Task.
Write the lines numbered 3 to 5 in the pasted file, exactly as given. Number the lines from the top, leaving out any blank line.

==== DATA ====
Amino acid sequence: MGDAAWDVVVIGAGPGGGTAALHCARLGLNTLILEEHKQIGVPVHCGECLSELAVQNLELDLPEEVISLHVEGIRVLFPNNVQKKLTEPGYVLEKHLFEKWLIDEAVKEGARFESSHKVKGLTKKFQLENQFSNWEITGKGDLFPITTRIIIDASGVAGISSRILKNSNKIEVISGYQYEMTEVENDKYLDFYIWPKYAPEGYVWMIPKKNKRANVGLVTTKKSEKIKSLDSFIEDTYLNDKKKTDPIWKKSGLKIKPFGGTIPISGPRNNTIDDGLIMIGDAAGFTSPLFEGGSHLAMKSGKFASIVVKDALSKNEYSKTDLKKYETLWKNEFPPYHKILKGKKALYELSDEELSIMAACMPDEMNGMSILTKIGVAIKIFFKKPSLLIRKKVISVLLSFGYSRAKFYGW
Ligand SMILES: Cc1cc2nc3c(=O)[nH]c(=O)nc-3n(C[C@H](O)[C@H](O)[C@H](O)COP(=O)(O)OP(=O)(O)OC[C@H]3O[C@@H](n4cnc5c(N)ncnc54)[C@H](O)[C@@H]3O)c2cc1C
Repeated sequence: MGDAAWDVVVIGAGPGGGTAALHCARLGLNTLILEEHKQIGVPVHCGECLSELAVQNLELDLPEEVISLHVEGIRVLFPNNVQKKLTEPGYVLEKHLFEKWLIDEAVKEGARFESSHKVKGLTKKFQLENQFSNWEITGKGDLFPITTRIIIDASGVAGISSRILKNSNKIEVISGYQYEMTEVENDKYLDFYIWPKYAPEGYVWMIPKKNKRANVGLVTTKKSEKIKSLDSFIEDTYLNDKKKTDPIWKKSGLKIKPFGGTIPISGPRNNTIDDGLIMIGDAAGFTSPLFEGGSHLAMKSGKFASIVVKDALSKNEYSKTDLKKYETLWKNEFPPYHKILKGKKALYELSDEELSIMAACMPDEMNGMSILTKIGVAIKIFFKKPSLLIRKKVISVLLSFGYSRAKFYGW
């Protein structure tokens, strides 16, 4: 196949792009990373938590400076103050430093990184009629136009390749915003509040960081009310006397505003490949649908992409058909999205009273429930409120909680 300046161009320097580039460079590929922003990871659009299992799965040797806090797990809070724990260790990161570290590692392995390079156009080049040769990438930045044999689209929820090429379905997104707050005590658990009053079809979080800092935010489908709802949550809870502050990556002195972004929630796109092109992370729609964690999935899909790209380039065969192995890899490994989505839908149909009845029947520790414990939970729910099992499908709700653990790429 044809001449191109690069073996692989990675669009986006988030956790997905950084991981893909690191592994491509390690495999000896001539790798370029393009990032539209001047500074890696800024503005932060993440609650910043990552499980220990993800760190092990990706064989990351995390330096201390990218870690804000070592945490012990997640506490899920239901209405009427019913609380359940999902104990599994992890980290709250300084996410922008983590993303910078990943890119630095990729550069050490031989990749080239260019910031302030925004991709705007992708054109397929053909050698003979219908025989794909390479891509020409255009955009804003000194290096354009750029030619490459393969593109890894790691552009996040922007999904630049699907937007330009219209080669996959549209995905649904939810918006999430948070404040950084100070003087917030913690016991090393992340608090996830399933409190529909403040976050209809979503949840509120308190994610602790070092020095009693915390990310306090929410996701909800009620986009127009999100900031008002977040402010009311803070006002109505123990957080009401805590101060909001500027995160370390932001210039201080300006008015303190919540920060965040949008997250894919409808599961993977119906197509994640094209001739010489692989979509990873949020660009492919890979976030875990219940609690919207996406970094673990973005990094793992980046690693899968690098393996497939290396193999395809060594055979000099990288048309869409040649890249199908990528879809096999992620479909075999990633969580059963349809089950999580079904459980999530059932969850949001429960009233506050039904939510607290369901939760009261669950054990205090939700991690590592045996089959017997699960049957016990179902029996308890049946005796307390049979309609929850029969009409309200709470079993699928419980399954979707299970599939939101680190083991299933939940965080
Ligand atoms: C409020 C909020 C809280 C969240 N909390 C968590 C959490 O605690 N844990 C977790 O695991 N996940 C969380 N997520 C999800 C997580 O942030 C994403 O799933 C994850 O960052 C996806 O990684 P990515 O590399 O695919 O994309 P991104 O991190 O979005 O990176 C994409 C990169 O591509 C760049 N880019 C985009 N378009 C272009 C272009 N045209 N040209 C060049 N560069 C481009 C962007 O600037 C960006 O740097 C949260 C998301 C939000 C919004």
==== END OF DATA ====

Repeated sequence: MGDAAWDVVVIGAGPGGGTAALHCARLGLNTLILEEHKQIGVPVHCGECLSELAVQNLELDLPEEVISLHVEGIRVLFPNNVQKKLTEPGYVLEKHLFEKWLIDEAVKEGARFESSHKVKGLTKKFQLENQFSNWEITGKGDLFPITTRIIIDASGVAGISSRILKNSNKIEVISGYQYEMTEVENDKYLDFYIWPKYAPEGYVWMIPKKNKRANVGLVTTKKSEKIKSLDSFIEDTYLNDKKKTDPIWKKSGLKIKPFGGTIPISGPRNNTIDDGLIMIGDAAGFTSPLFEGGSHLAMKSGKFASIVVKDALSKNEYSKTDLKKYETLWKNEFPPYHKILKGKKALYELSDEELSIMAACMPDEMNGMSILTKIGVAIKIFFKKPSLLIRKKVISVLLSFGYSRAKFYGW
């Protein structure tokens, strides 16, 4: 196949792009990373938590400076103050430093990184009629136009390749915003509040960081009310006397505003490949649908992409058909999205009273429930409120909680 300046161009320097580039460079590929922003990871659009299992799965040797806090797990809070724990260790990161570290590692392995390079156009080049040769990438930045044999689209929820090429379905997104707050005590658990009053079809979080800092935010489908709802949550809870502050990556002195972004929630796109092109992370729609964690999935899909790209380039065969192995890899490994989505839908149909009845029947520790414990939970729910099992499908709700653990790429 044809001449191109690069073996692989990675669009986006988030956790997905950084991981893909690191592994491509390690495999000896001539790798370029393009990032539209001047500074890696800024503005932060993440609650910043990552499980220990993800760190092990990706064989990351995390330096201390990218870690804000070592945490012990997640506490899920239901209405009427019913609380359940999902104990599994992890980290709250300084996410922008983590993303910078990943890119630095990729550069050490031989990749080239260019910031302030925004991709705007992708054109397929053909050698003979219908025989794909390479891509020409255009955009804003000194290096354009750029030619490459393969593109890894790691552009996040922007999904630049699907937007330009219209080669996959549209995905649904939810918006999430948070404040950084100070003087917030913690016991090393992340608090996830399933409190529909403040976050209809979503949840509120308190994610602790070092020095009693915390990310306090929410996701909800009620986009127009999100900031008002977040402010009311803070006002109505123990957080009401805590101060909001500027995160370390932001210039201080300006008015303190919540920060965040949008997250894919409808599961993977119906197509994640094209001739010489692989979509990873949020660009492919890979976030875990219940609690919207996406970094673990973005990094793992980046690693899968690098393996497939290396193999395809060594055979000099990288048309869409040649890249199908990528879809096999992620479909075999990633969580059963349809089950999580079904459980999530059932969850949001429960009233506050039904939510607290369901939760009261669950054990205090939700991690590592045996089959017997699960049957016990179902029996308890049946005796307390049979309609929850029969009409309200709470079993699928419980399954979707299970599939939101680190083991299933939940965080
Ligand atoms: C409020 C909020 C809280 C969240 N909390 C968590 C959490 O605690 N844990 C977790 O695991 N996940 C969380 N997520 C999800 C997580 O942030 C994403 O799933 C994850 O960052 C996806 O990684 P990515 O590399 O695919 O994309 P991104 O991190 O979005 O990176 C994409 C990169 O591509 C760049 N880019 C985009 N378009 C272009 C272009 N045209 N040209 C060049 N560069 C481009 C962007 O600037 C960006 O740097 C949260 C998301 C939000 C919004």